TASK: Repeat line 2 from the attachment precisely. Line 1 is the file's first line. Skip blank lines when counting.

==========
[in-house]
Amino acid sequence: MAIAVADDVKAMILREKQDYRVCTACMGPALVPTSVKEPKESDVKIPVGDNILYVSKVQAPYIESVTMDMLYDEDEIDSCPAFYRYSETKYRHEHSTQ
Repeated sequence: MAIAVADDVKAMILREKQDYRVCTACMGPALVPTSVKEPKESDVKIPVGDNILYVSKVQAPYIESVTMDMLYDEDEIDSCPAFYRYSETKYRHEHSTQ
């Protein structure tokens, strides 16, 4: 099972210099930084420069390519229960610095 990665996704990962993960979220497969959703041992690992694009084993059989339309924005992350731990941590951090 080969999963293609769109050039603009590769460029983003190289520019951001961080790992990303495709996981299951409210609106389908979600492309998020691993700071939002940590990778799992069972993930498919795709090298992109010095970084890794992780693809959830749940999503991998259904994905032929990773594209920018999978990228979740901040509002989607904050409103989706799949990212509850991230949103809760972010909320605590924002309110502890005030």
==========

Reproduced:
Amino acid sequence: MAIAVADDVKAMILREKQDYRVCTACMGPALVPTSVKEPKESDVKIPVGDNILYVSKVQAPYIESVTMDMLYDEDEIDSCPAFYRYSETKYRHEHSTQ